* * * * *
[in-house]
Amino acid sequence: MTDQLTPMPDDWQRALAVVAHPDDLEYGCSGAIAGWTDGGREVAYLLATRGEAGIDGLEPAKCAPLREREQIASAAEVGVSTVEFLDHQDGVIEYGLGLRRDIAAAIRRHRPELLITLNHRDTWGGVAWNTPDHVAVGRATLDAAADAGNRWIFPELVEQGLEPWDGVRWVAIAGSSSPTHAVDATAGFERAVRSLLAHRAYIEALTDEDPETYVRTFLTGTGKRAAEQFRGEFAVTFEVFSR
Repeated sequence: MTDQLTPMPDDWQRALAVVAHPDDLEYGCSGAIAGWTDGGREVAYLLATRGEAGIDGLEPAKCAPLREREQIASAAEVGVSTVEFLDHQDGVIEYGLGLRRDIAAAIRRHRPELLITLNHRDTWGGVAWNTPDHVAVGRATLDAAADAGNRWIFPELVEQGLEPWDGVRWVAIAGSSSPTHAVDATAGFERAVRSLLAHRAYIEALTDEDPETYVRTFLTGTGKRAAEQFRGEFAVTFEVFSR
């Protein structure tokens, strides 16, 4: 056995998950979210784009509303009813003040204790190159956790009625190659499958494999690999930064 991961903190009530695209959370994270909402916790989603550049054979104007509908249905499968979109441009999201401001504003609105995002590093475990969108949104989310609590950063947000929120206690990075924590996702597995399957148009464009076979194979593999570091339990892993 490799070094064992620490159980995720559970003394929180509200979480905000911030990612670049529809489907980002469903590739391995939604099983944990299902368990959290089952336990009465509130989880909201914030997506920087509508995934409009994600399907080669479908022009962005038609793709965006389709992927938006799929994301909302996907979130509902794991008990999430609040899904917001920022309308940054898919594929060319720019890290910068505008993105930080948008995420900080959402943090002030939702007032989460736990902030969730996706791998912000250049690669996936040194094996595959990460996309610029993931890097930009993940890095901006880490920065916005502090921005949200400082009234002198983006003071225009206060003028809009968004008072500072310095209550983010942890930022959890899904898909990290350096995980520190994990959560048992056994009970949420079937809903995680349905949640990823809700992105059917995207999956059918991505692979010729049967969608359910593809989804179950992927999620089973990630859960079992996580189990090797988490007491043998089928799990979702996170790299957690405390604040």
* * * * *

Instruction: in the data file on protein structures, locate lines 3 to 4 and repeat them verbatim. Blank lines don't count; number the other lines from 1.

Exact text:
Repeated sequence: MTDQLTPMPDDWQRALAVVAHPDDLEYGCSGAIAGWTDGGREVAYLLATRGEAGIDGLEPAKCAPLREREQIASAAEVGVSTVEFLDHQDGVIEYGLGLRRDIAAAIRRHRPELLITLNHRDTWGGVAWNTPDHVAVGRATLDAAADAGNRWIFPELVEQGLEPWDGVRWVAIAGSSSPTHAVDATAGFERAVRSLLAHRAYIEALTDEDPETYVRTFLTGTGKRAAEQFRGEFAVTFEVFSR
């Protein structure tokens, strides 16, 4: 056995998950979210784009509303009813003040204790190159956790009625190659499958494999690999930064 991961903190009530695209959370994270909402916790989603550049054979104007509908249905499968979109441009999201401001504003609105995002590093475990969108949104989310609590950063947000929120206690990075924590996702597995399957148009464009076979194979593999570091339990892993 490799070094064992620490159980995720559970003394929180509200979480905000911030990612670049529809489907980002469903590739391995939604099983944990299902368990959290089952336990009465509130989880909201914030997506920087509508995934409009994600399907080669479908022009962005038609793709965006389709992927938006799929994301909302996907979130509902794991008990999430609040899904917001920022309308940054898919594929060319720019890290910068505008993105930080948008995420900080959402943090002030939702007032989460736990902030969730996706791998912000250049690669996936040194094996595959990460996309610029993931890097930009993940890095901006880490920065916005502090921005949200400082009234002198983006003071225009206060003028809009968004008072500072310095209550983010942890930022959890899904898909990290350096995980520190994990959560048992056994009970949420079937809903995680349905949640990823809700992105059917995207999956059918991505692979010729049967969608359910593809989804179950992927999620089973990630859960079992996580189990090797988490007491043998089928799990979702996170790299957690405390604040």